Tetracyclines and Tetracycline Resistance in Agricultural Soils: Microcosm and Field Studies
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The influence of the use of antibiotics on the prevalence of resistance genes in the environment is still poorly understood. We studied the diversity of tetracycline and sulfonamide resistance genes as influenced by fertilization with pig manure in soil microcosms and at two field locations. Manure contained a high diversity of resistance genes, regardless of whether it stemmed from a farm operation with low or regular use of antibiotics. In the microcosm soils, the influence of fertilization with manure was clearly shown by an increase in the number of resistance genes in the soil after manuring. Spiking of the tetracycline compounds to the microcosms had only little additional impact on the diversity of resistance genes. Overall, the tetracycline resistance genes tet(T), tet(W), and tet(Z) were ubiquitous in soil and pig slurries, whereas tet(Y), tet(S), tet(C), tet(Q), and tet(H) were introduced to the microcosm soil by manuring. The diversity of tetracycline and sulfonamide [sul(1), sul(2), and sul(3)] resistance genes on a Swiss pasture was very high even before slurry amendment, although manure from intensive farming had not been applied in the previous years. The additional effect of manuring was small, with the tetracycline and sulfonamide resistance diversity staying at high levels for the complete growth season. At an agricultural field site in Germany, the diversity of tetracycline and sulfonamide resistance genes was considerably lower, possibly reflecting regional differences in gene diversity. This study shows that there is a considerable pool of resistance genes in soils. Although it is not possible to conclude whether this diversity is caused by the global spread of resistance genes after 50 years of tetracycline use or is due to the natural background in soil resistance genes, it highlights a role that environmental reservoirs might play in resistance gene capture.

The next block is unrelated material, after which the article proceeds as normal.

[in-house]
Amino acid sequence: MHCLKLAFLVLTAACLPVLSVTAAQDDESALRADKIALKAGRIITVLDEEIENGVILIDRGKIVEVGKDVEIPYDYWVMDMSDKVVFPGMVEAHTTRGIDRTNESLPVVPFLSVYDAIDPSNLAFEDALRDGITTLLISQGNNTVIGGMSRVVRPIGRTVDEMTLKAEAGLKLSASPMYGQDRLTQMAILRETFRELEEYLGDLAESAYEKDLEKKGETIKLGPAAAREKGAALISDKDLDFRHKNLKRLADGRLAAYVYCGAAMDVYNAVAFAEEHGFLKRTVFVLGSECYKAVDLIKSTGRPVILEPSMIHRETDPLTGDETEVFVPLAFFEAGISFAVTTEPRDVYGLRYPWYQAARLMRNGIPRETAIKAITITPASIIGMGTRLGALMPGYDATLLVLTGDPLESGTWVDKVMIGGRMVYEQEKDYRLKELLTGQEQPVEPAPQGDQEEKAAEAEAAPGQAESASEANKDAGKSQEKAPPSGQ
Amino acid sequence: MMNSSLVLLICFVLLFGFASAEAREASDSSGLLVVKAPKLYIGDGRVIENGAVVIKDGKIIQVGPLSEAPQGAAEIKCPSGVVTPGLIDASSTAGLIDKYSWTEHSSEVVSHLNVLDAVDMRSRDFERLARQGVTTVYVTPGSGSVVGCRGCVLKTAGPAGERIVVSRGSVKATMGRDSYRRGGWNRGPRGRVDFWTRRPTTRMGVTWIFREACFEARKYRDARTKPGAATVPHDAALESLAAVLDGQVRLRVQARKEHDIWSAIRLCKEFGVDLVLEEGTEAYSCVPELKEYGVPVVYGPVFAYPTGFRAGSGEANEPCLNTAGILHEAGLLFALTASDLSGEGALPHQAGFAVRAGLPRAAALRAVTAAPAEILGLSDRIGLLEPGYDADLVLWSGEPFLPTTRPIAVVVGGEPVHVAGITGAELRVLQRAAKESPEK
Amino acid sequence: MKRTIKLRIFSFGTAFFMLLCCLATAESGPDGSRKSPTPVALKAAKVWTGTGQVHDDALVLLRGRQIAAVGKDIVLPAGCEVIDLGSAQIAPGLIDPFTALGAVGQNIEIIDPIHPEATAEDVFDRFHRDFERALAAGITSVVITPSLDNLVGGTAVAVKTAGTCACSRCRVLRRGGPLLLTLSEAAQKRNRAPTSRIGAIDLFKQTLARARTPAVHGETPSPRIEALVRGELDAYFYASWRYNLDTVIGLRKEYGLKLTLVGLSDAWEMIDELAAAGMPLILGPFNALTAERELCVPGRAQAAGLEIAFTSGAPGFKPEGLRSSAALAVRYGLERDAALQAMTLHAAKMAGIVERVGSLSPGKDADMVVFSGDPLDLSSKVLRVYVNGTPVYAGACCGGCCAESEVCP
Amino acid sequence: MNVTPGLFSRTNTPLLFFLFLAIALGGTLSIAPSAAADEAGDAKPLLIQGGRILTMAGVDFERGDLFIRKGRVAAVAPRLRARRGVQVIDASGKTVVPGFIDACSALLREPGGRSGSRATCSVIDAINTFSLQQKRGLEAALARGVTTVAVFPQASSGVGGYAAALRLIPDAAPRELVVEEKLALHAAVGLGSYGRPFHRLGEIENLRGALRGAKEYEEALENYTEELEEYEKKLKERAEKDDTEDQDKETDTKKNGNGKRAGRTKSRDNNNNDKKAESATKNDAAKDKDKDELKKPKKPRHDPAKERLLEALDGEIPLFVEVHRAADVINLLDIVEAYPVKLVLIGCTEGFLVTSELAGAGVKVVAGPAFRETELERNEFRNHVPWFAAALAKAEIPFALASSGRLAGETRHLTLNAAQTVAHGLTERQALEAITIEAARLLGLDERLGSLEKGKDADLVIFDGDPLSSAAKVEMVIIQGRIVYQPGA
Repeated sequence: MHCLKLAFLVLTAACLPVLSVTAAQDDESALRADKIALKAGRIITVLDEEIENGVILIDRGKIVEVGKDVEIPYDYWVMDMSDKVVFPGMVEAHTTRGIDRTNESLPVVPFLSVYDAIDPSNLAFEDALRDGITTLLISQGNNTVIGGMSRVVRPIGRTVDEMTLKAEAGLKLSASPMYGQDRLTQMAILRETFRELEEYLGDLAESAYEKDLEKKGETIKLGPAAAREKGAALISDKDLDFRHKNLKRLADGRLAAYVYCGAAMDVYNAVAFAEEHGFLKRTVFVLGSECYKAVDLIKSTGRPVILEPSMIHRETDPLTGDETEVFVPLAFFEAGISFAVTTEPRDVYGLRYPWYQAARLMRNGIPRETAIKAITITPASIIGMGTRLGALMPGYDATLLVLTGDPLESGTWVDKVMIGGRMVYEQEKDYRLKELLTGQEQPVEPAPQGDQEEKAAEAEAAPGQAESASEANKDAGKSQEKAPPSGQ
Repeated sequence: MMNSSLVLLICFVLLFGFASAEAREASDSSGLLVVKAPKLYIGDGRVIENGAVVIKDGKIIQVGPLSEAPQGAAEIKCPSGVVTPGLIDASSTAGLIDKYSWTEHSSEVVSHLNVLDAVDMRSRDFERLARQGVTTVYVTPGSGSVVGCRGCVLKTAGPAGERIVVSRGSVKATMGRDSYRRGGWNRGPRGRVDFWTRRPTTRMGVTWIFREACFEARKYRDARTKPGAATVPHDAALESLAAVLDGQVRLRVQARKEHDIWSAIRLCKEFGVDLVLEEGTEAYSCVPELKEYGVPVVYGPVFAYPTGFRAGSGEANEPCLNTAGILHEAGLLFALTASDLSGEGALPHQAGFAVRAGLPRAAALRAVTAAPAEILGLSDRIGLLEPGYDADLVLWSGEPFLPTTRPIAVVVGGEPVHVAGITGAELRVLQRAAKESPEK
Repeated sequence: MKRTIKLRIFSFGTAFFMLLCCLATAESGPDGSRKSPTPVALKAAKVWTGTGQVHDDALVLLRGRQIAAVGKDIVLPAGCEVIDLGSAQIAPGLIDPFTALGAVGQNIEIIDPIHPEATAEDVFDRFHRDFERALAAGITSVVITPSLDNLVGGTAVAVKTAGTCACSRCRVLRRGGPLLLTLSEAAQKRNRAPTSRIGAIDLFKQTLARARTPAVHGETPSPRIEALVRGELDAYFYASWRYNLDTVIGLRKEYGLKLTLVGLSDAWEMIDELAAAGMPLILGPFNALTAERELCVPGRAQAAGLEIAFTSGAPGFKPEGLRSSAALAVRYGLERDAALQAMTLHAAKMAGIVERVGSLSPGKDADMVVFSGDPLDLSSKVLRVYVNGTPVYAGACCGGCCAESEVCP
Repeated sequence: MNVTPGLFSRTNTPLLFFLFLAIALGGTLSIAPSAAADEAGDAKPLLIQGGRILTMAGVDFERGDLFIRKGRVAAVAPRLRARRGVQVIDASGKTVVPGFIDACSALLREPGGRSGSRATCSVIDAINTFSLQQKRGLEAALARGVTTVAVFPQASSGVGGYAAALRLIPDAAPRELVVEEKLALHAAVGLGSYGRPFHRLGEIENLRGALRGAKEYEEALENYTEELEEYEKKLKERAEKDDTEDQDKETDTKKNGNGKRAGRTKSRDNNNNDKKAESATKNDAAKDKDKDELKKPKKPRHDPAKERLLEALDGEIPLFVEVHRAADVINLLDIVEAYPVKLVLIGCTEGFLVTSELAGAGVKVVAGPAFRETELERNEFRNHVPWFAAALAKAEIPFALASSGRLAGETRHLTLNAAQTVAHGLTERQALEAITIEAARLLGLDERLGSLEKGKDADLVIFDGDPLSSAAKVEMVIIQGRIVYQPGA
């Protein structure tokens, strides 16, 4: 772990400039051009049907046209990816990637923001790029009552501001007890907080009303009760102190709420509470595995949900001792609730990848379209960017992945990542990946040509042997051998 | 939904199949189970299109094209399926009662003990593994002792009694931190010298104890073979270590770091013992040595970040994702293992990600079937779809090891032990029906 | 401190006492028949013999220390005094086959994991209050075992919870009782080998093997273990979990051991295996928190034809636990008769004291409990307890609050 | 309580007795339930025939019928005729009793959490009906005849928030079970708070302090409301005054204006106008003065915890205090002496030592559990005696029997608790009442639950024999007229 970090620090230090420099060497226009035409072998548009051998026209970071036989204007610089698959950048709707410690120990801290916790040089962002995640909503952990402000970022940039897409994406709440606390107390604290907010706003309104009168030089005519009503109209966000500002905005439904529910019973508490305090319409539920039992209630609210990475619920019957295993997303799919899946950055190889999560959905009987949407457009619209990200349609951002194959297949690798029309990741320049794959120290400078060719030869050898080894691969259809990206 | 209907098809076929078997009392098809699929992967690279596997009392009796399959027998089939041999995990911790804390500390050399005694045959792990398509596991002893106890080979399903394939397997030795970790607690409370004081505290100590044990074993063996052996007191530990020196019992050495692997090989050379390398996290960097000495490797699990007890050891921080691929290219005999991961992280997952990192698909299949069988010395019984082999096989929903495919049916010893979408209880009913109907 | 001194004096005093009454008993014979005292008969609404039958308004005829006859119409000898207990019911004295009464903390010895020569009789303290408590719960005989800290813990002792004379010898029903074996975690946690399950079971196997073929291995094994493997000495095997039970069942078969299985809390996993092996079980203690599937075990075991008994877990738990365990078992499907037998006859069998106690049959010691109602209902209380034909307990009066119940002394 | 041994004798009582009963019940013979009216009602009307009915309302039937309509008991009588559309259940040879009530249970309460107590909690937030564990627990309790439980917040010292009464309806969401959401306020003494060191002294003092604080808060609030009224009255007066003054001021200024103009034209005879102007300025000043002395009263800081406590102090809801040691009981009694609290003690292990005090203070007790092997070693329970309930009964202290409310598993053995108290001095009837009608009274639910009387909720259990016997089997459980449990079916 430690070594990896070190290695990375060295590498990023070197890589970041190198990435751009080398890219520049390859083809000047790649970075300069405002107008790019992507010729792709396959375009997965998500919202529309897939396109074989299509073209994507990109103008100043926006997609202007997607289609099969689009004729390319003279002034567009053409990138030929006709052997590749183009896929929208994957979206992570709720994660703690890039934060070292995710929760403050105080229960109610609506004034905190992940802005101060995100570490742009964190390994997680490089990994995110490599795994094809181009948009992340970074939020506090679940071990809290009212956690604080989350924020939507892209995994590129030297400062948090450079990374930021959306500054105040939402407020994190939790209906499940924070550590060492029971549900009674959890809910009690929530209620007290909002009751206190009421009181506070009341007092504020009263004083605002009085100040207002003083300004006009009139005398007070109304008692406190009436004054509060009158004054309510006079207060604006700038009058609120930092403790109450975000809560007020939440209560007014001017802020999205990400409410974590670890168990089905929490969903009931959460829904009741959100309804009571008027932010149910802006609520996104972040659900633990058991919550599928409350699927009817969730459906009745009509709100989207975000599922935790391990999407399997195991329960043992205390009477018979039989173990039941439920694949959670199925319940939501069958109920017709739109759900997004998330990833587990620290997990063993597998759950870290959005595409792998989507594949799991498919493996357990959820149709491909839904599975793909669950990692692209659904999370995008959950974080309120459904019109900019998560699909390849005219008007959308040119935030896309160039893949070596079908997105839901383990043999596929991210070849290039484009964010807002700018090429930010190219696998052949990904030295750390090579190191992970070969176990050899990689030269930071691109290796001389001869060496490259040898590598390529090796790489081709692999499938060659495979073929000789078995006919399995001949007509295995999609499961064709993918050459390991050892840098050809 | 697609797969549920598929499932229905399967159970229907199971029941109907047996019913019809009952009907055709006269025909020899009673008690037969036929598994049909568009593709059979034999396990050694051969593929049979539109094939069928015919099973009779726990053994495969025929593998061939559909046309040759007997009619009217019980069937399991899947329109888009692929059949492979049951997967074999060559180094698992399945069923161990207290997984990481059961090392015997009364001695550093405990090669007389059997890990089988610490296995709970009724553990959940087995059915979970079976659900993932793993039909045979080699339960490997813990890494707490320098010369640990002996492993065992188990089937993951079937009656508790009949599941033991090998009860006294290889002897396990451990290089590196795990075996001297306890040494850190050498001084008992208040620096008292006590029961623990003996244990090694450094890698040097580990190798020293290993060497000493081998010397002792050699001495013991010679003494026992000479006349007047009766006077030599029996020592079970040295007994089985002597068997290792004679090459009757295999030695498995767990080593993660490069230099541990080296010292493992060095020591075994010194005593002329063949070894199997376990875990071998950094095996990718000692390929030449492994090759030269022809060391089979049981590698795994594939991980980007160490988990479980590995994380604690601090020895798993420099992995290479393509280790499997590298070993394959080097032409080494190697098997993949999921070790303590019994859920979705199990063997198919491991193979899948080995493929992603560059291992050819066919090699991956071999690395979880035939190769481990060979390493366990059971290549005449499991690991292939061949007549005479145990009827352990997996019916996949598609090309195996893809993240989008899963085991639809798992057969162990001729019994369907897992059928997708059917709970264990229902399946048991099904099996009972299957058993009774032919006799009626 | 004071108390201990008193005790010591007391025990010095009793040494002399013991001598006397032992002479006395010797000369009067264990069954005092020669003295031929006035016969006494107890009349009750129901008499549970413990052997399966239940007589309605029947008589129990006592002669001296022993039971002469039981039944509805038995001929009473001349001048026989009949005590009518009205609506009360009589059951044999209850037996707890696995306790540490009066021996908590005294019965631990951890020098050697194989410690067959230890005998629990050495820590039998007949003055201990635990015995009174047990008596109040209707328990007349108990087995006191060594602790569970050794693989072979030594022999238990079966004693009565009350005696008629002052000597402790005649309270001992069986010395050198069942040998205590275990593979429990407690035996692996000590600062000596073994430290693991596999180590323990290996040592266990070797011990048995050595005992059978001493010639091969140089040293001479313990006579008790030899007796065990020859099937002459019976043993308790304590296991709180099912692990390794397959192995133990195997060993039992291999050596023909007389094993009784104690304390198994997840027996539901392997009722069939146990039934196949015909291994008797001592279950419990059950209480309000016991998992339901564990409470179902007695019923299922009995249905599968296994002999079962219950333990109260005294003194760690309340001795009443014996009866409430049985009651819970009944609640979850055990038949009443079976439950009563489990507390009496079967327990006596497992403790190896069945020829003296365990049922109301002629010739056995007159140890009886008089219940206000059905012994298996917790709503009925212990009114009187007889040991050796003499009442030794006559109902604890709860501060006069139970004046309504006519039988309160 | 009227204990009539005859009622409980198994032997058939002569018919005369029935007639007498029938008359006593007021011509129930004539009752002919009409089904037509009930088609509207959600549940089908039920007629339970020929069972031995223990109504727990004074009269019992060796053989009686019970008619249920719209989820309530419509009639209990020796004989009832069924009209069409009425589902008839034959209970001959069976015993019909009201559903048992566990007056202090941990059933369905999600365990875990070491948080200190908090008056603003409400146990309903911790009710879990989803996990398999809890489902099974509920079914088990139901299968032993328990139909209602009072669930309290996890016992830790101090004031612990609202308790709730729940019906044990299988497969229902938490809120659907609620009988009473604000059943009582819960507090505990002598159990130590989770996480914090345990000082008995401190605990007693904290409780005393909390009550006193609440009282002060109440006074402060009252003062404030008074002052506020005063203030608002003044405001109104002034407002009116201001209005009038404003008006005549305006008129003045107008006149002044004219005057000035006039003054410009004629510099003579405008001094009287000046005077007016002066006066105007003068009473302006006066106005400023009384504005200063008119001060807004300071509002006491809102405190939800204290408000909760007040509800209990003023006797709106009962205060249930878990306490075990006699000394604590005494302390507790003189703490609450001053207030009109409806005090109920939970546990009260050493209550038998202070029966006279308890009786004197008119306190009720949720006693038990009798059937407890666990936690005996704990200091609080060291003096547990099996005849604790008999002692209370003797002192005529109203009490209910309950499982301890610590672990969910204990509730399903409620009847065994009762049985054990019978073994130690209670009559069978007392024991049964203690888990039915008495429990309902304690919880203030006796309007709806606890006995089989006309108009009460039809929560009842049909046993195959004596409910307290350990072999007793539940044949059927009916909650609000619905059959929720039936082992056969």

We thank Joanne Chee-Sanford and Vincent Perreten for providing DNA extracts of the positive control strains; Remy Hillekens, Rogier Doornbos, and Karel Wernars for advice and technical assistance; Heinrich Höper (Geological Survey of Lower Saxony, Germany) for experimental setup and sampling of the German field study; and Jan-Dirk van Elsas for critically commenting on the progress of work. The Swiss field study was partly financed by the Swiss National Research Program NRP49 “Antibiotic Resistance” (4049-63282) and the Swiss Agency for the Environment, Forests and Landscape (SAEFL).
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